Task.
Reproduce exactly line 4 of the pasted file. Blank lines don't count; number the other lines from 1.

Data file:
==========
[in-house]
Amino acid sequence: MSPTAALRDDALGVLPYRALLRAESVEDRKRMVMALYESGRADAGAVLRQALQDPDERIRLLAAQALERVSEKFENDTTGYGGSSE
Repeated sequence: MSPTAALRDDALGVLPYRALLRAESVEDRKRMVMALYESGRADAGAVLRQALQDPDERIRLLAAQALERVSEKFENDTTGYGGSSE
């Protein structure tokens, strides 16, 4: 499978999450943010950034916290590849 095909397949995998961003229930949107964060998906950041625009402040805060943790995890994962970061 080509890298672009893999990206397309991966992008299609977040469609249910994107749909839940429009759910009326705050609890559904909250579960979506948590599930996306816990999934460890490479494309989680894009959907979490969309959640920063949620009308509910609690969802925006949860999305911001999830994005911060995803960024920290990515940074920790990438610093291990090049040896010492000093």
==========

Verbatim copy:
């Protein structure tokens, strides 16, 4: 499978999450943010950034916290590849 095909397949995998961003229930949107964060998906950041625009402040805060943790995890994962970061 080509890298672009893999990206397309991966992008299609977040469609249910994107749909839940429009759910009326705050609890559904909250579960979506948590599930996306816990999934460890490479494309989680894009959907979490969309959640920063949620009308509910609690969802925006949860999305911001999830994005911060995803960024920290990515940074920790990438610093291990090049040896010492000093």